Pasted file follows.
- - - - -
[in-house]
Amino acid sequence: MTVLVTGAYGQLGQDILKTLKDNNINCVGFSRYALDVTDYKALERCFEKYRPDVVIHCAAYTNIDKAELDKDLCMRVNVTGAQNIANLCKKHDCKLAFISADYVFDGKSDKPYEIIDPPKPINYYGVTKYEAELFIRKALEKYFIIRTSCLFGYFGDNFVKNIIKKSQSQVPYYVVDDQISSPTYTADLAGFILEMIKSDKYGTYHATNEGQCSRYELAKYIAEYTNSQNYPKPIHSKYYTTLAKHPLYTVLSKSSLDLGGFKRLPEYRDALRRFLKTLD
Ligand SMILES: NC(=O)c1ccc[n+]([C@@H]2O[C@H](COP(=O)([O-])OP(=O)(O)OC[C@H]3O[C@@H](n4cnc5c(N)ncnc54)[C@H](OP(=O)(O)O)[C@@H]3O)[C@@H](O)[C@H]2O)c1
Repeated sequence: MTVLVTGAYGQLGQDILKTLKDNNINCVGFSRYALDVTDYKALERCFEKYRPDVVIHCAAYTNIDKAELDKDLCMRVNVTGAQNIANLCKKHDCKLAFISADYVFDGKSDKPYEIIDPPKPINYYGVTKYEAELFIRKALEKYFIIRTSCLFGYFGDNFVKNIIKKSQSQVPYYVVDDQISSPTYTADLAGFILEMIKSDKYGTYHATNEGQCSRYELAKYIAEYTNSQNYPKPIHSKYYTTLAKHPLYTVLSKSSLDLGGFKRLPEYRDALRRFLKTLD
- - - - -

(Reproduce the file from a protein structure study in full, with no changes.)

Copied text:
[in-house]
Amino acid sequence: MTVLVTGAYGQLGQDILKTLKDNNINCVGFSRYALDVTDYKALERCFEKYRPDVVIHCAAYTNIDKAELDKDLCMRVNVTGAQNIANLCKKHDCKLAFISADYVFDGKSDKPYEIIDPPKPINYYGVTKYEAELFIRKALEKYFIIRTSCLFGYFGDNFVKNIIKKSQSQVPYYVVDDQISSPTYTADLAGFILEMIKSDKYGTYHATNEGQCSRYELAKYIAEYTNSQNYPKPIHSKYYTTLAKHPLYTVLSKSSLDLGGFKRLPEYRDALRRFLKTLD
Ligand SMILES: NC(=O)c1ccc[n+]([C@@H]2O[C@H](COP(=O)([O-])OP(=O)(O)OC[C@H]3O[C@@H](n4cnc5c(N)ncnc54)[C@H](OP(=O)(O)O)[C@@H]3O)[C@@H](O)[C@H]2O)c1
Repeated sequence: MTVLVTGAYGQLGQDILKTLKDNNINCVGFSRYALDVTDYKALERCFEKYRPDVVIHCAAYTNIDKAELDKDLCMRVNVTGAQNIANLCKKHDCKLAFISADYVFDGKSDKPYEIIDPPKPINYYGVTKYEAELFIRKALEKYFIIRTSCLFGYFGDNFVKNIIKKSQSQVPYYVVDDQISSPTYTADLAGFILEMIKSDKYGTYHATNEGQCSRYELAKYIAEYTNSQNYPKPIHSKYYTTLAKHPLYTVLSKSSLDLGGFKRLPEYRDALRRFLKTLD